Sometimes exploring the darker side of life makes for the best art. The most frightening, shocking pieces of art are often the most passionate and technically daring. In creating images that could very well scare audiences, artists push their art to delve into psychological layers that peaceful and idyllic art leaves alone. In other words, the darker the art, the trippier the experience.
Kraken was no doubt aware of this when he created the works in his current exhibition, at Hold Up Art, entitled “Fantasmas,” a collection of everything from posters to four-color silkscreen prints. Somehow, in his renditions of thrillingly creepy figures, Kraken makes even the most nightmarish of images stunning. Taking inspiration from things such as movies and serial killer case studies, Kraken leads viewers into a world full of intriguingly attractive but horrifying figures.
About half of the exhibition focuses on the music posters that Kraken created, showcasing his graphic design talent. And while his talent is evident, it was the less-manufactured, more creatively-free figures that came from the depths of Kraken’s imagination that sent a thrilling fear and awe into viewers’ minds.
Focusing on female figures, Kraken gives his audience everything from a pupil-less but beautiful woman surrounded by vines and her own wild, gorgeous hair to a woman who has roses for eyes. Kraken takes many images we typically associate with beauty and turns them topsy-turvy.
“Olvido,” the figure with roses as eyes, could be beautiful with such a classic flower for features, but when you look closely there is blood dripping down her cheeks. It might not be the most inviting image to unprepared viewers but Kraken’s skillful attention to detail is undeniable.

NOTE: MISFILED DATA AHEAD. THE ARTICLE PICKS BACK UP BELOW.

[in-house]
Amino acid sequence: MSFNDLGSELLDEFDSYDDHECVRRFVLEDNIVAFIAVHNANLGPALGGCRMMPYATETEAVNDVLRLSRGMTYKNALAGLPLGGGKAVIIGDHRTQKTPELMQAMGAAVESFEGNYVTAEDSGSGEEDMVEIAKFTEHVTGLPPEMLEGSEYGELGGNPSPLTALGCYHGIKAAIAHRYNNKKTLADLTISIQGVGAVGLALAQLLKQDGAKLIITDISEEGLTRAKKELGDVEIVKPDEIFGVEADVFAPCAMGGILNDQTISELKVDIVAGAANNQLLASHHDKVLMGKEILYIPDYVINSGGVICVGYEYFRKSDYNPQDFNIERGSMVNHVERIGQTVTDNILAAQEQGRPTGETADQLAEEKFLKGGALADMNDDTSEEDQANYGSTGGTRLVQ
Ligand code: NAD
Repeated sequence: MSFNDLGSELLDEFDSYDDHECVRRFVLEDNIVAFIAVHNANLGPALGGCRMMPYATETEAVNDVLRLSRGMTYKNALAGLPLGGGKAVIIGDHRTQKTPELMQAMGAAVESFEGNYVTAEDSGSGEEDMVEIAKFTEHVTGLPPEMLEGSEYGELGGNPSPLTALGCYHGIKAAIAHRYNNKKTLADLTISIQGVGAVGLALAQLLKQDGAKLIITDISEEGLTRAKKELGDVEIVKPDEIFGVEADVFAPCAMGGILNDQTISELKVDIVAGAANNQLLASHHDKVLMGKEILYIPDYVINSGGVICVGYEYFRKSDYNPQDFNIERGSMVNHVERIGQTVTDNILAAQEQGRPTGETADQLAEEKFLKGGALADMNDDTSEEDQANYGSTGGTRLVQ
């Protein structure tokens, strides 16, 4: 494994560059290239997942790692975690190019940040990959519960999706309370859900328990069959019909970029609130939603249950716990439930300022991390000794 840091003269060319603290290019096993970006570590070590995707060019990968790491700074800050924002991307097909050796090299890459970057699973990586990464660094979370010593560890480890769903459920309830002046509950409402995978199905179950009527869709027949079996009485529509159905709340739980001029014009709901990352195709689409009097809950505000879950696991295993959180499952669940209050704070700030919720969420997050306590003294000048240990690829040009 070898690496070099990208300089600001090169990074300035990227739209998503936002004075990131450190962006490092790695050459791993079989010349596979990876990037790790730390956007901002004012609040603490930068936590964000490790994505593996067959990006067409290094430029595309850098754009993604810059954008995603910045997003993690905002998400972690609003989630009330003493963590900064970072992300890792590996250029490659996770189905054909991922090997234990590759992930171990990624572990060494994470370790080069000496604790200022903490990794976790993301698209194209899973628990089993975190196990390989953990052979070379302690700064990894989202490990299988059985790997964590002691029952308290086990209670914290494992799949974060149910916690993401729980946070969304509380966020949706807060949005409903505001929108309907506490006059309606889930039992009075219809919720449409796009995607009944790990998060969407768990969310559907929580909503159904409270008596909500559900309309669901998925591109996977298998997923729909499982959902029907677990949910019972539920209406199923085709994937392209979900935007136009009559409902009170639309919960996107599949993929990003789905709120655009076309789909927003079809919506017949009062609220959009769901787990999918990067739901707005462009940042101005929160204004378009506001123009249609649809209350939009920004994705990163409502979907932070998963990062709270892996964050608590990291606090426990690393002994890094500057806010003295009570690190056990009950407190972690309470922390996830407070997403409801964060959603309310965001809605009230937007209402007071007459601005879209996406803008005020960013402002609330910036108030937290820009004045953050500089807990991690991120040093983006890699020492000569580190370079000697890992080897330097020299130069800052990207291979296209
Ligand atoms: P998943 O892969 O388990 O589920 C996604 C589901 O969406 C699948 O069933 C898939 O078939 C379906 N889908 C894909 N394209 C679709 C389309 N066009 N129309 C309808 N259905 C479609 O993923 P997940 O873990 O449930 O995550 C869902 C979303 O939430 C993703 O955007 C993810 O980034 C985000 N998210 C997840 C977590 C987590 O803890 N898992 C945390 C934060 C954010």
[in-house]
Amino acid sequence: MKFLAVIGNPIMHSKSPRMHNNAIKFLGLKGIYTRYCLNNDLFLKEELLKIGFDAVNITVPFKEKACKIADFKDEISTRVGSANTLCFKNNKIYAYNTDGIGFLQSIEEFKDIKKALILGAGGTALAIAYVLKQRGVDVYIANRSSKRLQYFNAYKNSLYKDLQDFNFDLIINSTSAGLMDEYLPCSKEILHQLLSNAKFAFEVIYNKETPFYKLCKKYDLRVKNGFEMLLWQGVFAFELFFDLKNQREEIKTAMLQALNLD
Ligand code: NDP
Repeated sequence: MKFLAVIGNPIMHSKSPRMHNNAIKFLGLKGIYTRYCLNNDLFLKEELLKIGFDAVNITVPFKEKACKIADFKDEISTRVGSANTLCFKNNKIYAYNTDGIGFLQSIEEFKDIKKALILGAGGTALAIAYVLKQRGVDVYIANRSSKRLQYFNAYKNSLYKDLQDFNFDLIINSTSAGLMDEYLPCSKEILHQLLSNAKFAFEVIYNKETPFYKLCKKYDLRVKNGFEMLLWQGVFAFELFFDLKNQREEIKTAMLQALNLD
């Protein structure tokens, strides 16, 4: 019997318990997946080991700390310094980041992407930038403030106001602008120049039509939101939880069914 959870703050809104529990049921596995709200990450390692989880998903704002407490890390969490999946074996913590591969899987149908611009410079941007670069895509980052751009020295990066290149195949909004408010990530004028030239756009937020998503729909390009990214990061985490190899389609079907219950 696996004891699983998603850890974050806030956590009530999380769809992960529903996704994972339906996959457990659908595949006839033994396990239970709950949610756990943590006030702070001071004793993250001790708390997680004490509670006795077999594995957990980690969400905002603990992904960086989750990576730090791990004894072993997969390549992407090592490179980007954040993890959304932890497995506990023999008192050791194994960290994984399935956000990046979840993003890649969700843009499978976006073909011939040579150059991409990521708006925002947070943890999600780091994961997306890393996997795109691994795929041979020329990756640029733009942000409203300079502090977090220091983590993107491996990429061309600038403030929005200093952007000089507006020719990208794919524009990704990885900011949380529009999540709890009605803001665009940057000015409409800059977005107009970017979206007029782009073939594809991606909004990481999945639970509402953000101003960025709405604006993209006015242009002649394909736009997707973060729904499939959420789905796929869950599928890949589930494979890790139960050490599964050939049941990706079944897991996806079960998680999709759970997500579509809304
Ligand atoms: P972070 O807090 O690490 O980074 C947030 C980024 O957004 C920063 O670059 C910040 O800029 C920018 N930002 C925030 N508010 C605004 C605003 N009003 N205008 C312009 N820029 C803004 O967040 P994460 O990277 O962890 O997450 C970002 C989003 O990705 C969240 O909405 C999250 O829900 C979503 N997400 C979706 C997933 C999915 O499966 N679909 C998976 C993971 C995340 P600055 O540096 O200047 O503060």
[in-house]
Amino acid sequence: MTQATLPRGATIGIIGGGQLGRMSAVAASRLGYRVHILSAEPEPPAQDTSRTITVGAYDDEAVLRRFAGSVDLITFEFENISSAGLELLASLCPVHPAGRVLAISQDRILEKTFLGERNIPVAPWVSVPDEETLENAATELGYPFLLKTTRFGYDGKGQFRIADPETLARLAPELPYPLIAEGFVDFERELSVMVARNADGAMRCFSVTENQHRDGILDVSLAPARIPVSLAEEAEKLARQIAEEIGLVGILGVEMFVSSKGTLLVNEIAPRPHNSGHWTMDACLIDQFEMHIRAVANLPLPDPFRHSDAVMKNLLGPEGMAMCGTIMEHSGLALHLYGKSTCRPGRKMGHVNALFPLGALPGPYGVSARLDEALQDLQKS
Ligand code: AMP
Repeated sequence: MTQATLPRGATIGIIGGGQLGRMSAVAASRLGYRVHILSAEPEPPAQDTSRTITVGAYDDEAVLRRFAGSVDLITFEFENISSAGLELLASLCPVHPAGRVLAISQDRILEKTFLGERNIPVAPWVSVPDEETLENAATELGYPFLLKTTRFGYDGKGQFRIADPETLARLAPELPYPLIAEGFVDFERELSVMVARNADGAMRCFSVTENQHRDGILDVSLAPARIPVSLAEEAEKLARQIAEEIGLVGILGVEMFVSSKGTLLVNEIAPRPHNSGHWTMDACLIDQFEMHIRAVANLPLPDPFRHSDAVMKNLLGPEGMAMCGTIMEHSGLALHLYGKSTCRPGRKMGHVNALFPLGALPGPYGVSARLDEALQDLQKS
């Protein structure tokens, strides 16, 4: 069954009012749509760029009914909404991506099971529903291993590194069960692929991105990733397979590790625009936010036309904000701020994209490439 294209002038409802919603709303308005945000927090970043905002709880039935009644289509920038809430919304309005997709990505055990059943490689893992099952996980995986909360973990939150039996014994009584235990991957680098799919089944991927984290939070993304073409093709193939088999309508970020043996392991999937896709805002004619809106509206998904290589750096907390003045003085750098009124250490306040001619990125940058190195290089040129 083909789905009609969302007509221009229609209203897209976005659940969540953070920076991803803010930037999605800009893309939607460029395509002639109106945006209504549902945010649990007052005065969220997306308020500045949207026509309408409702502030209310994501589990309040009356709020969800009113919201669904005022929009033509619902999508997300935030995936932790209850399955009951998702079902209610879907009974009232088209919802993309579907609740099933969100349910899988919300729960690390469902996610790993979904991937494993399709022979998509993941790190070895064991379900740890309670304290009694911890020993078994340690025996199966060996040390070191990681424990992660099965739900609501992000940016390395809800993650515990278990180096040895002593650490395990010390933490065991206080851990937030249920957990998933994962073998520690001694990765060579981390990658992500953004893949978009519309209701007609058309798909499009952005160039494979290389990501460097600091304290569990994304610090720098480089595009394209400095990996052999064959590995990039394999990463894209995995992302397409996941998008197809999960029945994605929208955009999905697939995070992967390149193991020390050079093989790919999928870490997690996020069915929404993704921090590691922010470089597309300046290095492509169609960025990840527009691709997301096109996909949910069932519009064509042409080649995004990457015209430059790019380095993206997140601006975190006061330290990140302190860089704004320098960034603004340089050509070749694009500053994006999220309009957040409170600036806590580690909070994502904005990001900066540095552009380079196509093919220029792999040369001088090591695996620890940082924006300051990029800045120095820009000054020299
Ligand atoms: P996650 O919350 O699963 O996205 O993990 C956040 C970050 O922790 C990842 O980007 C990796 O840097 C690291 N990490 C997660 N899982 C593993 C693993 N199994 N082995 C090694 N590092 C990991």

In each frightening image there is layer upon layer of detail. The figure in the forefront immediately grabs the viewer’s attention, but the many details in the background call attention to Kraken’s talent for mixing patterns and bold colors.
It’s easy to throw together various colors to make an image pop, but a true testament to artistry is one’s ability to stick to a simple color palette and still create a compelling image. Kraken expertly chooses a few colors for his figures to make them pop.
Taking a closer look, you will see his play with shadow, going beyond the basic technique of choosing which spots to make darker. “Redemption Queen,” a complex silkscreen piece, uses lines to create shadows, defining the shape of the figure’s neck with a conglomeration of lines traveling in all directions. The figure’s transfixing blue hair looks realistic because of the expert placement of black lines. But as with all his female figures, Kraken seems to warn us there is something more complex about this figure with her Byzantine art-style halo and arresting stare.
Religion is a common theme in the pieces, with Kraken adapting the image of Jesus to his elusive, sometimes frightening female figures. It’s a gutsy move, and Kraken’s affinity for halos, blood and frightening eyes makes the piece anything but easy to look at, regardless of your religious affiliation.
But the works don’t seem like a cheap attempt to break down any religious beliefs. Kraken places more emphasis on delving into the darker side of the human psyche and presents images that force viewers to do more than gaze in passivity.
For being his first independent show and including only a few pieces, the exhibition showcases Kraken’s evident talent for mixing drama, emotion and movement into an explosive aesthetic style. The more the viewer stares, the more details reveal themselves, which is a good tenet for any art, no matter the subject or style.
Kraken’s pieces can be controversial, thrilling, frightening and perplexing, but quality art will always perplex its viewers into a state of curiosity that keeps them coming back for more. From his more graphic design related works to his complex female figures, it seems this is just the start of Kraken’s developing, yet exciting style.